The first time I glimpsed Edinburgh Castle, sprouting from the basalt like some giant stone apparition, I was stunned into an uncharacteristic silence. There is something about Edinburgh – indeed about all of Scotland – that inspires not only silence, but also a certain type of creative ingenuity.
You feel this something as soon as you arrive in Scotland’s capital. You feel it in the zigzag of alleyways that is Old Town. You feel it in the raw beauty of Arthur’s Seat, the extinct volcano that towers over the city. You feel it in Edinburgh’s choc-a-block bookshops – living proof of the city’s rich intellectual heritage.
There’s a little bit of Scotland in all of us, whether we know it or not. If you’ve ever consulted a calendar or the Encyclopaedia Britannica, you can thank the Scots. If you’ve ever flushed a toilet or used a refrigerator or ridden a bicycle, thank the Scots. If you’ve ever had surgery and didn’t feel a thing, you can thank the Scots.
Scottish creativity combines the lofty and the practical. Think of Glasgow’s James Watt and his steam engine, or Fife-born Adam Smith and his classic Wealth of Nations book — or the eagle-eyed detective named Sherlock.
Or, for that matter, a young wizard named Harry.
JK Rowling was a struggling single mother of two, on the dole, when she arrived in Edinburgh in 1993 with her infant daughter in her arms and the first three chapters of Harry Potter and The Sorcerer’s Stonetucked into her suitcase. She wrote the rest in the city’s cafes, including the now-defunct Nicholson’s Café and the very much thriving Elephant House, which sports a sign outside announcing that you’ve arrived at “The Birthplace of Harry Potter”.
In fact, Edinburgh’s influence on Rowling’s imaginary world of wizardry is unmistakable: as many locals have noted, Hogwarts bears a striking resemblance to George Heriot’s School in Old Town.
In other ways, too, Scotland punches above its creative weight, with writers like Ian Rankin, the popular mystery author, and Alexander McCall Smith, author of the No 1 Ladies Detective Agency series.
Then there is Silicon Glen, Scotland’s high-tech region that is home to some cutting-edge research, such as the real-life “tractor” beams created at the University of Saint Andrews, and the development of a new generation of prosthetics limbs (including some that can be controlled via app) by the Livingston-based firm of Touch Bionics.
But what exactly explains Scottish creativity?
“Edinburgh seems to thrive on surprise,” the playwright Donald Campbell told me over tea at his Edinburgh home. This is true even of the land itself, with its “theatre tricks in the way of scenery”, as Robert Louis Stevenson, an Edinburgh-native, described so wonderfully in his short tome Edinburgh: Picturesque Notes.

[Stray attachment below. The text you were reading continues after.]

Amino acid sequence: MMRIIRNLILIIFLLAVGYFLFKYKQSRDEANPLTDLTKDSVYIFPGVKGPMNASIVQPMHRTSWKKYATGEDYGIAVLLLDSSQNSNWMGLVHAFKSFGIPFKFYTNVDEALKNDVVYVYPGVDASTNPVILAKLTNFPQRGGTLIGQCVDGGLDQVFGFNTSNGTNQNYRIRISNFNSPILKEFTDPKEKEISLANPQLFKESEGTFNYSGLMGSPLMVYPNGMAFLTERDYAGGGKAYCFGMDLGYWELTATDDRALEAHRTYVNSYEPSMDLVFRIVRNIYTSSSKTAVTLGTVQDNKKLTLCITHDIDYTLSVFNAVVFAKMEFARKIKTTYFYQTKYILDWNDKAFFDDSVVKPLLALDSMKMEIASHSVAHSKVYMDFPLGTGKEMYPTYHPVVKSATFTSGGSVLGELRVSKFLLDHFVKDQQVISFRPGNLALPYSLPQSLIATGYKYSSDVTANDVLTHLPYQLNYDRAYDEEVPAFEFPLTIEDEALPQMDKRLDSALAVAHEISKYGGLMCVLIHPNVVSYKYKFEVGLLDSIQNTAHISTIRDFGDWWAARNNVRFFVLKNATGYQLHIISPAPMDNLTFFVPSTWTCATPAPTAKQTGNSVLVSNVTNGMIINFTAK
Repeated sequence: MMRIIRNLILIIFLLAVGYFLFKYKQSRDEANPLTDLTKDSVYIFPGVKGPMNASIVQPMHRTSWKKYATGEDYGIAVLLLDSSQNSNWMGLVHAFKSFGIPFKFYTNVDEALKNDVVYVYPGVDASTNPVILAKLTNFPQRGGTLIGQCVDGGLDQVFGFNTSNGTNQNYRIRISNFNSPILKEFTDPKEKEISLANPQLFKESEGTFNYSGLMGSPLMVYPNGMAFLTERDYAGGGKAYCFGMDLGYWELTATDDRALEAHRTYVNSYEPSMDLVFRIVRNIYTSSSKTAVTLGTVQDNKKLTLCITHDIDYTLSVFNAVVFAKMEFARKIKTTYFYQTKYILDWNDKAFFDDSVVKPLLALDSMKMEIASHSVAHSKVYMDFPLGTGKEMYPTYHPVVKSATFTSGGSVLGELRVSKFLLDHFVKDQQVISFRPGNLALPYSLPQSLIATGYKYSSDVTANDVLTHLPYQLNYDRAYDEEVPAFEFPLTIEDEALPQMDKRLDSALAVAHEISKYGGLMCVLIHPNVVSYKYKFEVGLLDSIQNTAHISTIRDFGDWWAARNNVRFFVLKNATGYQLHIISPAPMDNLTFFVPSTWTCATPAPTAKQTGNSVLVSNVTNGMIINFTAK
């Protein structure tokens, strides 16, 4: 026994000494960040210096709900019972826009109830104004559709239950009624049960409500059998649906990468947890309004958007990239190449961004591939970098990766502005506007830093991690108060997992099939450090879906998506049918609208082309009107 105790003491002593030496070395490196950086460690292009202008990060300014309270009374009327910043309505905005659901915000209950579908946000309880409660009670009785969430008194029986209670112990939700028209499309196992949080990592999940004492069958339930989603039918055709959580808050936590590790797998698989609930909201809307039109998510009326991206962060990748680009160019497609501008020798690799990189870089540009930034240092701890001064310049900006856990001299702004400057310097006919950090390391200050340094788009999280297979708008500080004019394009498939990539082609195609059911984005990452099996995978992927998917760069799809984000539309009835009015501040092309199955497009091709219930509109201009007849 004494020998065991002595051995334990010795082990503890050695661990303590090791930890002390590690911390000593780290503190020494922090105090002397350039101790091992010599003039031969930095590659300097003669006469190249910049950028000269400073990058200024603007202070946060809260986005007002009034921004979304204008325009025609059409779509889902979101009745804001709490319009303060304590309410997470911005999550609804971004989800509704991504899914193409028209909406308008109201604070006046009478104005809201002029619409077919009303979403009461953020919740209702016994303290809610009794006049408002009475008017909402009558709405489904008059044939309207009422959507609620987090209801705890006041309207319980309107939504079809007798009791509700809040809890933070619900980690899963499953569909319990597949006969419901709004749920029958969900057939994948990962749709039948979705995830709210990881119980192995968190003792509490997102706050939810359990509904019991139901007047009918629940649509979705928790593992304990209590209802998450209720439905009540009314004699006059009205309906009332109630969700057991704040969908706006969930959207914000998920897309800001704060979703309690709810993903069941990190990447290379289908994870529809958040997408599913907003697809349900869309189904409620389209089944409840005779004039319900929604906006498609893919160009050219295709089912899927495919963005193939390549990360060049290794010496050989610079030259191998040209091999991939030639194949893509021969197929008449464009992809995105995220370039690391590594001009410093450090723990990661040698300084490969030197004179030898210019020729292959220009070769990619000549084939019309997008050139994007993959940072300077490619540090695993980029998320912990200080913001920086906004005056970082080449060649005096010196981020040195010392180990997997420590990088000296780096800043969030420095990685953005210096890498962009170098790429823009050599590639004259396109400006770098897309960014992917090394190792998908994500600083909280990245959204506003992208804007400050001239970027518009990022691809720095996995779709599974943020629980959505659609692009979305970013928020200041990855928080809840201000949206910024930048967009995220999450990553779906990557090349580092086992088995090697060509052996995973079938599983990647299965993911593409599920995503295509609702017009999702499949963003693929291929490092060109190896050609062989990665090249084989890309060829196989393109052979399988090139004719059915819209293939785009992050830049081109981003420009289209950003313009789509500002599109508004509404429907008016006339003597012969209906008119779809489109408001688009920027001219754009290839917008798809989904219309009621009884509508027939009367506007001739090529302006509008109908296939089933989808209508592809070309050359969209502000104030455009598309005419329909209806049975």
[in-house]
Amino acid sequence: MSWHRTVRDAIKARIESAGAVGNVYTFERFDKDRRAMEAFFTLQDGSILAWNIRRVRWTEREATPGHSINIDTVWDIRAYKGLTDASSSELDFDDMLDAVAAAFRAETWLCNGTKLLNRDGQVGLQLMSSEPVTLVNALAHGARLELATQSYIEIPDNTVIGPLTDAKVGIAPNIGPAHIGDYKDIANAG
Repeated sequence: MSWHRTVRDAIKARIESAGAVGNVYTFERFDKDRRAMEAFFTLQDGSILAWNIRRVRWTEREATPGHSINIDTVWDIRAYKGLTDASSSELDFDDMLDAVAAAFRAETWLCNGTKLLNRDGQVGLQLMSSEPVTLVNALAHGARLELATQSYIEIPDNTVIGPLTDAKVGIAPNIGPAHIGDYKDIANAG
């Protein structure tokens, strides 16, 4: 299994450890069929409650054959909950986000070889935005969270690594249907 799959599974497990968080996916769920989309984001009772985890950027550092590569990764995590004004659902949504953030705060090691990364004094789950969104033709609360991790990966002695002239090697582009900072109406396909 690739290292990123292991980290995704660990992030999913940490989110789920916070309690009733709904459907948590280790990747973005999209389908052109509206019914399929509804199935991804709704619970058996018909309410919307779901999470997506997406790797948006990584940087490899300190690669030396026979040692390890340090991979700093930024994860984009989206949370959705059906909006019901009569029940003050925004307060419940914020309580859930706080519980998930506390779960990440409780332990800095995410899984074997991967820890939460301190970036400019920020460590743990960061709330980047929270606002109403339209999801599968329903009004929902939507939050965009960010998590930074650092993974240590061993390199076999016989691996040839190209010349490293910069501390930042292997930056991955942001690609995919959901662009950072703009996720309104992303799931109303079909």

It is also true of the people. One day over tea at a café, I sat down with local teacher Muriel Kirton. It was freezing outside, but I spotted a man running by in T-shirt and shorts.
“What’s wrong with him?” I asked.
“He’s Scottish,” she replied, as if that explained everything.
In a way, it does. The Scots are a contradictory people. It was a Scotsman, Adam Smith, who invented the field of economics, and a Scotsman, Thomas Carlyle, who roundly mocked it as “the dismal science”.
“We’re a bit schizophrenic,” conceded Kirton, explaining that, while generally a very cautious person, she once took off for South America on a whim.
The Scots are not only mercurial, they’re also outsiders, perched on the fringe of the United Kingdom. From a creativity perspective, this is good. Throughout history, most creative geniuses have been outsiders in one way or another.
I witnessed Scottish creativity for myself when I visited a local Edinburgh science fair. It was a bit odder than your typical science fair. Exhibits included a polygraph and mouse pads fashioned like oriental carpets, and something called a “solar spectrometer”, which I never figured out what it did. The most popular exhibit was one featuring a 3D printer. That’s where I found Robin Beer. (“Beer, like the drink,” he said with a smile.)
He’s in the software business so, technically, he could live anywhere but, still, there’s something special about Scotland, he said. Yes, this creative spirit is in full bloom each August during the famous Edinburgh Fringe Festival, the world’s largest arts festival, but, according to Beer, Scottish ingenuity is a year-round affair. In fact, he said, he finds the long Scottish winter to be the most inspiring time. “The darkness and cold forces you to stay indoors and get creative.”
I was sceptical. Never mind penning a great work of literature or inventing a world-changing contraption, I was finding it hard to get out of bed. At this latitude, late winter mornings are not your friend; the darkness and the chill conspired with my down comforter to immobilize me. I might easily have slept until noon, were it not for the words of Robert Louis Stevenson, mocking me, cajoling me out from under the covers. “The great affair is to move,” he said.
So I moved. First to the shower, then to breakfast, then, boldly, in the spirit of adventurers through the ages, outside. I joined a walking path along Edinburgh’s main canal. I was not alone. Others were heeding Stevenson’s advice; they were walking and running and cycling, and doing so in attire – T-shirts and shorts – that, to my non-Scottish mind, seemed wholly inappropriate given the biting cold.
The word scrappy sprung to mind. Yes, that is what the Scots are. They are scrappy. I had not previously associated the word with creative genius, but perhaps I should. As I picked up my pace in a futile attempt to stave off hypothermia, it dawned on me how that word, scrappy, explains much of Scotland’s creative spark.
Scrappy, I decide, deserves a better connotation. Scrappy is not mere pluck or stubborn persistence. Scrappy people are resourceful, determined and grudgingly optimistic. Scrappy is good. It is also very Scottish.